Thursday, April 29, 2010


So I went in for my less than annual check up a few weeks ago and submitted to the indignity of the physical - including needle puncture, blood-letting, and the culminating abasement of having my man-parts man-handled while a twiggy Indian resident 'observed' in a state of mild chagrin. Despite the preteenish demeanor of his young accomplice, the excellent Dr. Dhond was all business and handled the man-handling professionally. I'm always impressed with the brusqueness of the doctors who have to perform this service to society.

The probing completed, I waited the interim days while the mysteries of the blood work were performed and wondered with increasing paranoia what unforeseen illness lurked in my veins. In past iterations of this routine, it's come up that I have off-the-charts cholesterol levels for my age, as well as peculiarly high counts of a liver enzyme called bilirubin. The cholesterol at least proved a red herring caused by my failing to fast by dint of a cream-cheese bagel in the run-up to my blood sampling. The bilirubin bit is a genetic gift from my lineage called 'Gilbert's (jheel-BAYR) Snydrome' which is largely asymptomatic, save for the occasional bout of jaundice. So if I ever seem a little yellow that's probably why.

This time around it turns out I've come down with a case of vitamin D deficiency thanks mostly to a dogmatic adherence to the ritual of sunscreen, which blocks the carcinogenic Ultraviolet B rays from the sun that are needed for synthesis of vitamin D in the skin. Sunscreen usage is so pervasive, according to Dr. Dhond, that almost 50% of adults are borderline/outright vitamin D deficient. The collective plight is not helped by the fact that nobody over the age of 12 drinks much milk.

So, what's my risk? I'm too old for rickets, but not too young to start worrying about osteoporosis or the detrimental, yet poorly understood, effects that vitamin D deficiency may have on my immune system. Not leaving a thing to chance, I suggested that I just start getting sunburns again but this didn't amuse Dr. Dhond.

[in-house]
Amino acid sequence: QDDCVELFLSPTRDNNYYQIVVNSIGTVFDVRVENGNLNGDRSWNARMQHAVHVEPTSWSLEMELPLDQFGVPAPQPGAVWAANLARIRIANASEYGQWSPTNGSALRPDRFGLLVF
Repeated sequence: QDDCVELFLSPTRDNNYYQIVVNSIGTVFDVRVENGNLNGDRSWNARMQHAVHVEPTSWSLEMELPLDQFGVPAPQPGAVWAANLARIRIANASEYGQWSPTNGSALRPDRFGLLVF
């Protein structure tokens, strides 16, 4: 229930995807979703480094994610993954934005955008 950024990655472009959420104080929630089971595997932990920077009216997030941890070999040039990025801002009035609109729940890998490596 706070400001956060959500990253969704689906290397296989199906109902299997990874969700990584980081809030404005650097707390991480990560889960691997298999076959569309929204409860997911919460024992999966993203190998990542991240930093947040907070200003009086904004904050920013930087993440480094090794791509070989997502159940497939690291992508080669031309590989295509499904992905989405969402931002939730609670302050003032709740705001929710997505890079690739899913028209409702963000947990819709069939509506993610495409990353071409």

He says I need supplementary vitamin D in pill form or before long I'll be as brittle as a gingerbread man.


  1. sounds like you need a trip to maui

  2. There's a fair amount about the importance of Vitamin D in cancer prevention, depression, athletic performance, osteoporosis, and a host of other health issues.
    The wikipedia entry on Vitamin D is pretty thorough, as was the Mayo Clinic’s information, and the NYTimes’ excellent Well Blog had a post in late September which featured many helpful comments from doctors who treat low vitamin D levels (and a variety of other vitamin D enthusiasts). The chief concern in supplementation is overdoing it, since fat soluble vitamins like vitamin D can be toxic if levels are too high. There's a fair amount of evidence that it would be hard to make yourself toxic. Most toxicities occur when people ingest >40,000 IU/day and the human body naturally makes up to a maximum of 10,000 IU/day. While the current maximum RDI is 2,000 IU, that guideline is apparently up for revision in 2010 and expected to be lifted to 10,000 IU.
    I decided to take 5000 IU/day. One point of advice that I found particularly helpful is that once you’ve supplemented for 8 weeks you should be retested and adjust as needed – pretty logical. The target level is 50-80 ng/mL.

    If you live anywhere except New York state you can order a home-testing kit for $65.

  3. Thanks, I think I'll take the trip to Maui.